May 19, 2015
The Trouble with Lawyers
Access to Justice, Deborah L. Rhode, law, The Trouble with Lawyers
by Deborah L. Rhode, the Ernest W. McFarland Professor of Law, the director of the Center on the Legal Profession, and the director of the Program in Law and Social Entrepreneurship at Stanford University. Her upcoming book, The Trouble with Lawyers, will be published by Oxford University Press in June 2015.
These are not the best of times for American lawyers. Less than a fifth of Americans rate the honesty and ethical standards of lawyers as very high or high, ranking them just above insurance salespeople. Competition and commercialization in the profession are on the rise, while civility and collegiality appear headed in the opposite direction. Paradoxically, the nation suffers from an oversupply of lawyers and an undersupply of legal services for people with low and moderate incomes.
This is a timely moment for a comprehensive account of challenges facing the American bar. The Trouble with Lawyers explores trends in the legal market that have posed increasing problems for the profession and the public that relies on their services. The book's central argument is that recent changes in legal education and legal practice have highlighted longstanding problems in the structure of bar regulatory processes and the priorities of lawyers and law firms.
Part of the problem is the relentless preoccupation with short-term profits that drives law firm decision making. The priority of profit is responsible for the escalation in billable hours over the last several decades, and the price is paid in quality of life. Most lawyers report that they do not have sufficient time for themselves and their families, and most are unable to devote even an hour a week to pro bono service. These trends have taken a toll in lawyers' workplace satisfaction. Law does not rank among the top twelve professions for satisfaction and a majority of lawyers would choose a different career if they had to make the decision again. Lawyers also have disproportionately high rates of depression, substance abuse, and related disorders. There is, in short, some room for improvement and the solution lies in making lawyers more informed about the sources of professional fulfillment and more proactive in shaping workplaces to meet their needs.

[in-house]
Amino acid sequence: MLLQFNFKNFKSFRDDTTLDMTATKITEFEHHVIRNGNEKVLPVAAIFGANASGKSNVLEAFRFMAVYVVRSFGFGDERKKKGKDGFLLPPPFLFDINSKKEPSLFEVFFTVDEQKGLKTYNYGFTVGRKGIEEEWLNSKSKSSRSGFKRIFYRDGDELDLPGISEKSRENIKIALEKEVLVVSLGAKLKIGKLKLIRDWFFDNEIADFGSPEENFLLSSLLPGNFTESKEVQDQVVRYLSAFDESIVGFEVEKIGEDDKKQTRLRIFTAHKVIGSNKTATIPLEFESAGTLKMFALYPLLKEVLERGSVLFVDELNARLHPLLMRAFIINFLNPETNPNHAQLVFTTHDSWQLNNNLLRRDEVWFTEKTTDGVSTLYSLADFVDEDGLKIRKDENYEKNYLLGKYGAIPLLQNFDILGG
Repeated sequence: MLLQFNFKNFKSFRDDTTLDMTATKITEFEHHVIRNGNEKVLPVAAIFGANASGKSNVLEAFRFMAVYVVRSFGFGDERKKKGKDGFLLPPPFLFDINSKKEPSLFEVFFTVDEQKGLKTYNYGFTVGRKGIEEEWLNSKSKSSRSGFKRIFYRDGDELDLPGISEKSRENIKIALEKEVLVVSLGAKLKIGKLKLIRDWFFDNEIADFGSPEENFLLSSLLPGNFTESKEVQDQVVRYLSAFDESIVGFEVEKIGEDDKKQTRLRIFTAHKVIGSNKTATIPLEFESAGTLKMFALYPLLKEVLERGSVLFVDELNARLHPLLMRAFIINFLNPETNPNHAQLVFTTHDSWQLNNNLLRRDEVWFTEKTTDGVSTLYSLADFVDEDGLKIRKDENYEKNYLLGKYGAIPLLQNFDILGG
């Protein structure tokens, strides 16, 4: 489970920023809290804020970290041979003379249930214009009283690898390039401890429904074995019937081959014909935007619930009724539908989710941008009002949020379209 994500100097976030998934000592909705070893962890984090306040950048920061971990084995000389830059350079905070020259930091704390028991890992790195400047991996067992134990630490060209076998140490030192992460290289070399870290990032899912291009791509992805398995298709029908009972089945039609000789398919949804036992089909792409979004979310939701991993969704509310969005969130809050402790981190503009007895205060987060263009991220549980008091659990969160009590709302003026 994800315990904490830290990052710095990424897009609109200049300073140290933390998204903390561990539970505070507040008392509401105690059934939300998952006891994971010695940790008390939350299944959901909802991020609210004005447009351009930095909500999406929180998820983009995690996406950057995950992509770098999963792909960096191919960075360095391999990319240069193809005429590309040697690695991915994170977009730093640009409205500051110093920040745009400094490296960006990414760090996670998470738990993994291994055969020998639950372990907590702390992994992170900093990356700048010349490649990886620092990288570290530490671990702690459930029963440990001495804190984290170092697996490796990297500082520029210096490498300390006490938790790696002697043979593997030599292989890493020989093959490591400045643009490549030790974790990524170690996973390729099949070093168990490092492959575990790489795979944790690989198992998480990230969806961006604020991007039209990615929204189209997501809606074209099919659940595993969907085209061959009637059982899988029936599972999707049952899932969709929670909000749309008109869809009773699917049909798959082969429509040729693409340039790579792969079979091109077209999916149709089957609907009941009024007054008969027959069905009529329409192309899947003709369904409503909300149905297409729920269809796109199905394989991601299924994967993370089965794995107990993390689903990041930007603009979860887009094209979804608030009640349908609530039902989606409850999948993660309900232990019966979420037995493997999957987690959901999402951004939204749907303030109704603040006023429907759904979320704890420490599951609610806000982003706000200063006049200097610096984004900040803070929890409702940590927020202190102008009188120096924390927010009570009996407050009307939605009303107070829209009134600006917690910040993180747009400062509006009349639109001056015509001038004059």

Access to justice is another issue on which reform is critical. It is a shameful irony that the nation with one of the world's highest concentrations of lawyers does such a poor job of making their services available to those who need help most. Over four fifths of the legal needs of the poor and a majority of the needs of middle-income Americans remain unmet. Although the bar has long prided itself on filling the gaps in the justice system through pro bono service, participation rates are dispiriting low. Only about a quarter of American lawyers meet the aspirational standard of 50 hours of service annually that is codified in the ABA Model Rules of Professional Conduct.
The profession also faces challenges on other issues, such as diversity, discipline, and legal education. Law is the least diverse of the nation’s professions, with women and minorities overrepresented at the bottom and underrepresented at the top of the professional pecking order. The disciplinary system similarly leaves much to be desired. Only about a third of the public believes that the bar does a good job disciplining lawyers. “Too slow, too secret, too soft, and too self-regulated” has been a widespread complaint. Legal education has also come under increasing criticism. Declines in the demand for recent graduates, together with rising tuitions and debt burdens, have left have many new lawyers in difficult financial straits. Only about two thirds have secured full-time legal jobs, and their median salary has been inadequate to cover average debt levels. Part of the problem is the excessive expense of legal education, which is in turn, partly attributable to the rigid accreditation standards imposed by the Council of the American Bar Association Section of Legal Education and Admissions to the Bar. It prescribes a vast range of expensive requirements. The result is a "one-size fits all" framework for legal education, which stifles innovation and fails to acknowledge the vast diversity among legal practice specialties, and the need for corresponding diversity in law school preparation.
None of these problems have simple solutions, and many require fundamental reforms in professional governance and priorities. Lawyers are capable of rising to the occasion. They have been at the forefront of every major movement for social justice in this nation's history. The time has come for them to turn more energy inward. They must demand a profession more capable of satisfying their highest aspirations to personal fulfillment and public service.